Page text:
Armed police were called to a Wiltshire hill fort because a member of the public thought one shirt displayed an Isis logo
Westminster Magistrates’ Court heard armed police were called to Barbury Castle, an Iron Age hill fort in Wiltshire, after a member of the public called police in the belief that his T-shirt displayed an Isis symbol on 30 Mai.
Al-Jayoosi, of Swindon, told officers the logo did not relate to the terrorist group and was a “symbol of resistance in Palestine”, and was not arrested after saying he would get rid of the T-shirt.
But he kept the item and wore it during a trip to Belfast days later, and told relatives he had previously gone to the Israeli embassy in London and “looked into the eyes of armed men”.
Au 8 juin, Al-Jayoosi checked into a hotel in the Golders Green district of London, which is known for having a large Jewish population.
He wore the T-shirts in the area that evening and the following day, and the Metropolitan Police received a report of a “Muslim male wearing a T-shirt with a Palestinian Islamic Jihad logo and carrying a large rucksack”.
Al-Jayoosi was traced to the hotel and arrested. The court heard that he told police he was “shocked” and that his intention had not been to support terrorism.
He said he designed T-shirts online as a hobby and wanted them to draw attention to the “tragedy of what’s happening”.
He pleaded guilty to four counts of wearing an article that supports a terrorist group at Westminster Magistrates’ Court.
Chief magistrate Paul Goldspring sentenced him to 16 weeks’ imprisonment, suspended for two years, meaning he will not go to prison if he complies with conditions and commits no further offences in that time.
The judge said Al-Jayoosi’s actions had aroused suspicion that he was a supporter of a terrorist group and deliberately targeted a Jewish area.
“There are many, many organisations that support the cause of the Palestinian people that have not been proscribed, because they do so in an appropriate and fair way,” he told the defendant.
“The prosecution is not about supporting the cause of the Palestinian people, it is about groups that act in ways that are violent and we should all abhor.”
District judge Goldspring said Al-Jayoosi had ignored “multiple warnings from police, family and friends” to change his behaviour and “caused a great deal of harm”.
“There are many ways you could have expressed your support for the cause without ending up in court today,” he told the defendant.
The court heard that Al-Jayoosi’s T-shirts indicated support for Hamas’s Izz al-Din al-Qassem Brigades and Palestinian Islamic Jihad.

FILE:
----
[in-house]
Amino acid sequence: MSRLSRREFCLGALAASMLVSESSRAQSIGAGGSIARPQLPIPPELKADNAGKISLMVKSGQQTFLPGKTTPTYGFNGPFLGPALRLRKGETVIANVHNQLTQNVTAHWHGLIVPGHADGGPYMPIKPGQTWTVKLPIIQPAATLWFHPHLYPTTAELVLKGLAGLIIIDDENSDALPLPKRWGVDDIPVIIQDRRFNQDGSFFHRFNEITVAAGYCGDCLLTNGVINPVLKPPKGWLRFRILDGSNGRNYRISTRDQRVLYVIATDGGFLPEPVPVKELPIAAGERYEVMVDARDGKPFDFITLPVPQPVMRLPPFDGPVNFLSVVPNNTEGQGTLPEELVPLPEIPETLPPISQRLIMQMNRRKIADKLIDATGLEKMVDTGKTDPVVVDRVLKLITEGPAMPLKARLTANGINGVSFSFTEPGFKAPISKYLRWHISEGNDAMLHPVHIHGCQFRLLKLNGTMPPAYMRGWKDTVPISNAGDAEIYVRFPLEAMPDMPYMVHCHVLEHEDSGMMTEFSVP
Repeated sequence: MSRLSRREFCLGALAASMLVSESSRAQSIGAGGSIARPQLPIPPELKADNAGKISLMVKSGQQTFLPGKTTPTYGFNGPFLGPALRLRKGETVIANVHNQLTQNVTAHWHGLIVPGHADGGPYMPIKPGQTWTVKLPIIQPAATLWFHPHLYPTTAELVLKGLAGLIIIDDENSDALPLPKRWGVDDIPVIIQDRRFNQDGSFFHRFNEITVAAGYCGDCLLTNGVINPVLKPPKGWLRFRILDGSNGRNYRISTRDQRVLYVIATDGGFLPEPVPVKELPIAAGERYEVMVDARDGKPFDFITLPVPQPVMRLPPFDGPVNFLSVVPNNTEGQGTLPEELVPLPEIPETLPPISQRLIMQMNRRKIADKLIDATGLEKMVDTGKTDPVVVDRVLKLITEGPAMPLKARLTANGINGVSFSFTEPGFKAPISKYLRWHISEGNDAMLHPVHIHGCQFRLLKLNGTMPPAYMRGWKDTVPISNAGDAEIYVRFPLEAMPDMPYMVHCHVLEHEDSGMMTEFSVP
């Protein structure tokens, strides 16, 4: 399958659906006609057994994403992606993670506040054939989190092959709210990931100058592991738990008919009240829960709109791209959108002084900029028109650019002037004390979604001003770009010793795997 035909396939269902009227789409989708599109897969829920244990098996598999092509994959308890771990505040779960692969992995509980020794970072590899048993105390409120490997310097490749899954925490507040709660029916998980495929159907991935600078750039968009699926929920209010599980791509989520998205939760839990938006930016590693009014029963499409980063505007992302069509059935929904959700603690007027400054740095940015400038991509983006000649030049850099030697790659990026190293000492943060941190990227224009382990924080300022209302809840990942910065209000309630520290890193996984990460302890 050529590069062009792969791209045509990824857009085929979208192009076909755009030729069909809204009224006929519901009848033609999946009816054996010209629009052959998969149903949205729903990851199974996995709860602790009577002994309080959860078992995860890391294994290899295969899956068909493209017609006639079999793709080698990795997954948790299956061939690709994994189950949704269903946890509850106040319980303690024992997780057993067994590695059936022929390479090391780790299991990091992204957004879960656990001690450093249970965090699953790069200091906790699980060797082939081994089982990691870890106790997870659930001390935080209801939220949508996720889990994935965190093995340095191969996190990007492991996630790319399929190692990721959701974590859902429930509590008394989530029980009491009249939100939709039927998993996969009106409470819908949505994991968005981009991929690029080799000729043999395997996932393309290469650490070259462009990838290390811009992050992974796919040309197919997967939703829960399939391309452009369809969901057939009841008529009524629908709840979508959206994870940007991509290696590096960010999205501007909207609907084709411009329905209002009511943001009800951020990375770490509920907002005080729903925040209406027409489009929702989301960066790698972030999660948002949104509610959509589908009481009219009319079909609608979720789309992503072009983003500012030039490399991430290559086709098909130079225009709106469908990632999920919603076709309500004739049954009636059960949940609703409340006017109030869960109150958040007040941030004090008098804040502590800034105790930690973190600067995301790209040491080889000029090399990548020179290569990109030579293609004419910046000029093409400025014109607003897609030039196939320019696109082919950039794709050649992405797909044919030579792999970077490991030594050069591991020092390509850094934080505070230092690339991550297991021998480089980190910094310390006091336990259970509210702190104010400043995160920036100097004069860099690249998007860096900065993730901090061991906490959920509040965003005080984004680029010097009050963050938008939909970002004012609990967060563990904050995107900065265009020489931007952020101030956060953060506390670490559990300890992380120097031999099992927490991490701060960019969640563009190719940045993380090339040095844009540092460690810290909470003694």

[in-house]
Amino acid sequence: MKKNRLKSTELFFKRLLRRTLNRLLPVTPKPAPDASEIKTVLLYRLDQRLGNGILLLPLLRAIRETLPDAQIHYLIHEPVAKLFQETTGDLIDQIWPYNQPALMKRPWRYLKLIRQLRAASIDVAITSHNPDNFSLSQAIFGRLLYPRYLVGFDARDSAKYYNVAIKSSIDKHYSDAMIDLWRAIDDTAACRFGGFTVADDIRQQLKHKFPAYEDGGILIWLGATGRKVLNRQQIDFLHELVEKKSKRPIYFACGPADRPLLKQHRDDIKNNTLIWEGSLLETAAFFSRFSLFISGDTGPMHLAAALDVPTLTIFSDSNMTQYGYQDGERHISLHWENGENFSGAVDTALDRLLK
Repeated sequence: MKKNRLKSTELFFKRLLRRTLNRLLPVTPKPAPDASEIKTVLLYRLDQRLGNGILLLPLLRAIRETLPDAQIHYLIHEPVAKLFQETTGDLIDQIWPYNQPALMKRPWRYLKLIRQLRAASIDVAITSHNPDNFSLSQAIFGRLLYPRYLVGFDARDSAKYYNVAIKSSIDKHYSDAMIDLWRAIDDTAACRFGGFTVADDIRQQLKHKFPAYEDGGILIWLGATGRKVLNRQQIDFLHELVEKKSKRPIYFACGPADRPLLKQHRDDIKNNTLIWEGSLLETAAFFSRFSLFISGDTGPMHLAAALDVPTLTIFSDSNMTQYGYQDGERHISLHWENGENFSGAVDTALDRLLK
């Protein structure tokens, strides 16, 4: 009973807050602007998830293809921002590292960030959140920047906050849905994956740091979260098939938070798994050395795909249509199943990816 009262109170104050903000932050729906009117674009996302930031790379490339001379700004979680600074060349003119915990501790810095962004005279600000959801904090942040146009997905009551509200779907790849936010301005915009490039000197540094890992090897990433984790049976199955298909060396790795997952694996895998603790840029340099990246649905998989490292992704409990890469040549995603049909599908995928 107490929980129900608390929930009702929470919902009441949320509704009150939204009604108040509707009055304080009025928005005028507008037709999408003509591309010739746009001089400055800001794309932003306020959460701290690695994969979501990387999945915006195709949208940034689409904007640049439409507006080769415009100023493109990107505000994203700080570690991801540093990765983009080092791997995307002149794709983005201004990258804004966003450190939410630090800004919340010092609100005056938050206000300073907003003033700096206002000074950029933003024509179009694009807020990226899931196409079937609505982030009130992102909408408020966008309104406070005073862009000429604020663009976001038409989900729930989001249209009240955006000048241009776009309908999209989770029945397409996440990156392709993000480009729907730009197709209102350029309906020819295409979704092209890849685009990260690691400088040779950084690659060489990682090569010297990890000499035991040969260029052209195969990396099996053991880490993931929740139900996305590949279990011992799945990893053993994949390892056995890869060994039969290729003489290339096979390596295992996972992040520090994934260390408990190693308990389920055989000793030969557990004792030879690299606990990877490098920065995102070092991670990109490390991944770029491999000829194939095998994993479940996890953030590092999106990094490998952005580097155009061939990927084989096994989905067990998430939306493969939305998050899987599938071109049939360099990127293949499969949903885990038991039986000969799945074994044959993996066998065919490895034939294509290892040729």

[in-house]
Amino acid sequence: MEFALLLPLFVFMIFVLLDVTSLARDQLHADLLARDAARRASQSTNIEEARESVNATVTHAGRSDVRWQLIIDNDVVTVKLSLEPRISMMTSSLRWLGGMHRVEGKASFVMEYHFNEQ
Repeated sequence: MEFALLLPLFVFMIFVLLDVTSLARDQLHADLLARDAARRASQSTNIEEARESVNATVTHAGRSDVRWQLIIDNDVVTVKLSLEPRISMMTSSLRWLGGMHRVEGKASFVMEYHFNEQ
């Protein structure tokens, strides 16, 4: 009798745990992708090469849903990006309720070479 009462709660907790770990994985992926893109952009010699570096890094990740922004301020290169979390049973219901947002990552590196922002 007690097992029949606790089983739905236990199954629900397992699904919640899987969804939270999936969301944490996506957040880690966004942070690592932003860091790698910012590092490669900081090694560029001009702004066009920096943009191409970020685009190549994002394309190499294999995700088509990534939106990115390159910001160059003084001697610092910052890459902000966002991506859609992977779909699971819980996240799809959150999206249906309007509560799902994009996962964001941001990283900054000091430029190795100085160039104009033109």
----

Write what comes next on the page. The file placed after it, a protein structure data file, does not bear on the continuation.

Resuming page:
Both groups were proscribed as terrorist organisations by the British government in 2001, and were involved in the May Israel-Gaza conflict.
Al-Jayoosi had designed the T-shirts himself earlier this year, and had them printed through an online service, while making hundreds of online searches relating to Israel and Jews.
Relatives and friends had told Al-Jayoosi to stop designing and wearing the T-shirts, with one sending him the government’s list of proscribed terrorist groups and writing: “Have you read what I just sent you or are you stupid, why are you so eager to get locked up?"
A defence barrister said Al-Jayoosi had been diagnosed with autism spectrum disorder and had an interest in “current events and social injustices”, previously making a T-shirt showing a starving child in Yemen.
The court heard that he lost his job after his arrest and may struggle to find employment in future because of his conviction for terror offences.
District judge Goldspring ordered Al-Jayoosi to carry out a 60-day programme on “reducing the risk of radicalisation”, 100 hours of unpaid work and imposed a two-year exclusion order banning him from visiting Golders Green.
The case had been investigated by the Metropolitan Police’s Counter Terrorism Command.
The Terrorism Act 2000 makes it illegal to wear an item of clothing in a public place that suggests they are a member or supporter of a terrorist group. The offence is punishable by a fine or a prison term of up to six months.
The British government has banned 77 groups under the same law, including Isis, al-Qaeda and other jihadist groups, as well as neo-Nazi and separatist organisations.